Taylor v. Barkes

PETITIONER: Stanley Taylor, et al.
RESPONDENT: Karen Barkes, et al.
LOCATION: Howard R. Young Correctional Institution

DOCKET NO.: 14-939
DECIDED BY: Roberts Court (2010-2016)
LOWER COURT: United States Court of Appeals for the Third Circuit

CITATION: 575 US (2015)
DECIDED: Jun 01, 2015
GRANTED: Jun 01, 2015

Facts of the case

On November 13, 2004, Christopher Barkes was arrested for violating his probation. As part of his intake procedure, a nurse performed a medical evaluation, as required by the institution in which he was being held. Despite Barkes’ long history of mental health and substance abuse problems, neither his responses nor the nurse’s observations reached the threshold necessary under the institution’s protocols to initiate suicide prevention measures, so he was placed in a cell by himself. Barkes was awake and behaving normally at several points the following morning, but when an officer arrived to deliver lunch, Barkes had hanged himself with a sheet.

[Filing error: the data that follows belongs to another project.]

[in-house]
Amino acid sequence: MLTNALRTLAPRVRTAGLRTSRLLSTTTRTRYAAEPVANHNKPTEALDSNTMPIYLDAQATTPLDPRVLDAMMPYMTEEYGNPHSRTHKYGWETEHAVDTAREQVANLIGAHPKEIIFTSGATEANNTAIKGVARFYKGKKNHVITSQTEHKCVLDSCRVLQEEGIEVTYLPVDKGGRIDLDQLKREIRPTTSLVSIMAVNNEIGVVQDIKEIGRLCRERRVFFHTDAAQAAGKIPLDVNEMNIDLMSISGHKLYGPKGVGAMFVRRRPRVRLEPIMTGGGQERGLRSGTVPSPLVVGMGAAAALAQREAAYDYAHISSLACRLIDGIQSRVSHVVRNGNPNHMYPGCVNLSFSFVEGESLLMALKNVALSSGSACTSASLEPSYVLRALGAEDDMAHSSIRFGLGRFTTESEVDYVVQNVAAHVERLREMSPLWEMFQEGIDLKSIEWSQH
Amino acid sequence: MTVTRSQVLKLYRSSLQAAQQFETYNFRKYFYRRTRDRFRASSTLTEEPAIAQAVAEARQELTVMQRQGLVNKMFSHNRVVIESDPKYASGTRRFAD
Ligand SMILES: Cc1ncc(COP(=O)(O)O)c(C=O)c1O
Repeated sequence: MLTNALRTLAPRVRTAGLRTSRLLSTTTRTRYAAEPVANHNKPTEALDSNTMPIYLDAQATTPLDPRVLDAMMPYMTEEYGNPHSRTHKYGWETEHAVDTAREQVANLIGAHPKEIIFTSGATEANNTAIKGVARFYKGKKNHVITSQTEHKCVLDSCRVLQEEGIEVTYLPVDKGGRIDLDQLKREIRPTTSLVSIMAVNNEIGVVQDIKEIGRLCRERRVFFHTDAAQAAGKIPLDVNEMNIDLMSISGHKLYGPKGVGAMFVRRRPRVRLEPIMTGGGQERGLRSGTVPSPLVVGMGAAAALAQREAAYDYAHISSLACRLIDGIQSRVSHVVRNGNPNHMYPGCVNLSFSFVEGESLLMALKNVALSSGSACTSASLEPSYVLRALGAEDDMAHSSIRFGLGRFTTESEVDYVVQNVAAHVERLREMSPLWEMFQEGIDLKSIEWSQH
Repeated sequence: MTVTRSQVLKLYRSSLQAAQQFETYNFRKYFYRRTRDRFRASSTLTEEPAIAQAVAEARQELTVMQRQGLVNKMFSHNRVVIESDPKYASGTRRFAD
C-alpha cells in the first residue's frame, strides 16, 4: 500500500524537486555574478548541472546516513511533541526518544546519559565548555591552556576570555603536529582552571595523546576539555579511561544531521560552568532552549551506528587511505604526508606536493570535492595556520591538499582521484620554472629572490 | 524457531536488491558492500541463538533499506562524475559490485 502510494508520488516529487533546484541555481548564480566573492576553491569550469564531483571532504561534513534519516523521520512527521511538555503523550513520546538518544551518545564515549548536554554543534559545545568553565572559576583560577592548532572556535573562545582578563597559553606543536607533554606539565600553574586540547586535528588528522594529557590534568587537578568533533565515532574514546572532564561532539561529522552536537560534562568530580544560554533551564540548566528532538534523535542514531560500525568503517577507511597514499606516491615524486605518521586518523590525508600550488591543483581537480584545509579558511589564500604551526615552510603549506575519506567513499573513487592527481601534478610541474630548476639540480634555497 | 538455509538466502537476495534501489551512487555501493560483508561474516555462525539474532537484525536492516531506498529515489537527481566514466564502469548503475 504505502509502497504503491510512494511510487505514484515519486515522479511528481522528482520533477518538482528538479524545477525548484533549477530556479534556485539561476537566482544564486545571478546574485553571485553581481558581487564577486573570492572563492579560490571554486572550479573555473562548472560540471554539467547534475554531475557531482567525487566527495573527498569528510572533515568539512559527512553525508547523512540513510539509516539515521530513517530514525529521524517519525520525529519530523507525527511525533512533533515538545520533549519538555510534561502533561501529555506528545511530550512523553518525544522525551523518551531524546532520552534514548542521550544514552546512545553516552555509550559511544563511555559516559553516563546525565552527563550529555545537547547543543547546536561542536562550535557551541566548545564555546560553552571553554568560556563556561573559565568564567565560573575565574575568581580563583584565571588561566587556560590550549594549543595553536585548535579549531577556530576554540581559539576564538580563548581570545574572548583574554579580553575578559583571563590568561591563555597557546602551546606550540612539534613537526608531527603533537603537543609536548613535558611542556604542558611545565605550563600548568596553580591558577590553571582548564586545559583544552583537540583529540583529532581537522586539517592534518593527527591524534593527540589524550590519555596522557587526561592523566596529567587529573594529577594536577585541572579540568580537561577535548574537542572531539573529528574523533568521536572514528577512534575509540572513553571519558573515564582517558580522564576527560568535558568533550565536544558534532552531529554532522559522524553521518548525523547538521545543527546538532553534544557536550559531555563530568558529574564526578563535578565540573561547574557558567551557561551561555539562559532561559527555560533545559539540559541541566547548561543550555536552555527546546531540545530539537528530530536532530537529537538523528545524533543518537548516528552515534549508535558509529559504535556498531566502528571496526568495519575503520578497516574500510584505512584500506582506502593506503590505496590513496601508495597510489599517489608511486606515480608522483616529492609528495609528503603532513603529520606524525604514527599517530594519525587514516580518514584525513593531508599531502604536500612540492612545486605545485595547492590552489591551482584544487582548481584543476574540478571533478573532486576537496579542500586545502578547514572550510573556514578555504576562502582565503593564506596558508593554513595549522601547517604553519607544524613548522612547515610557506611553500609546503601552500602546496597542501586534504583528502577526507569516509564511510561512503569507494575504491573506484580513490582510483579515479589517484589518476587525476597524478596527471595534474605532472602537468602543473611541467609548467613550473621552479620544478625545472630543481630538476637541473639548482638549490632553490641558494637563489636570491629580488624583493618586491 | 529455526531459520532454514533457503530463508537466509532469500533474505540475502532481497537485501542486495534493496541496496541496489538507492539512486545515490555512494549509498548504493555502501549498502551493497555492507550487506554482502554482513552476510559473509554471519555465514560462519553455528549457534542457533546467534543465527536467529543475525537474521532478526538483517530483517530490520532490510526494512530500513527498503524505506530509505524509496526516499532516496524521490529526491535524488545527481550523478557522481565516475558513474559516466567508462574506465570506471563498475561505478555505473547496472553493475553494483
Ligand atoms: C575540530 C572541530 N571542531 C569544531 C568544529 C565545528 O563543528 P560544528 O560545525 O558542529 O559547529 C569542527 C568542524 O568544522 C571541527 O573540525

Barkes’ wife and children sued Stanley Taylor, Commissioner of the Delaware Department of Correction, and Raphael Williams, the warden of the institution in which Barkes had been held. The plaintiffs argued that the defendants had violated Barkes’ Eighth Amendment right to be free from cruel and unusual punishment by failing to properly supervise the contractor that provided medical treatment at the institution. The defendants moved for summary judgment based on the argument that they were entitled to qualified immunity because they did not violate a clearly established constitutional right, and the district court denied the motion. The U.S. Court of Appeals for the Third Circuit affirmed the denial of summary judgment.


Is there a clearly established constitutional right under the Eighth Amendment for an incarcerated person to have access to the proper implementation of adequate suicide prevention protocols?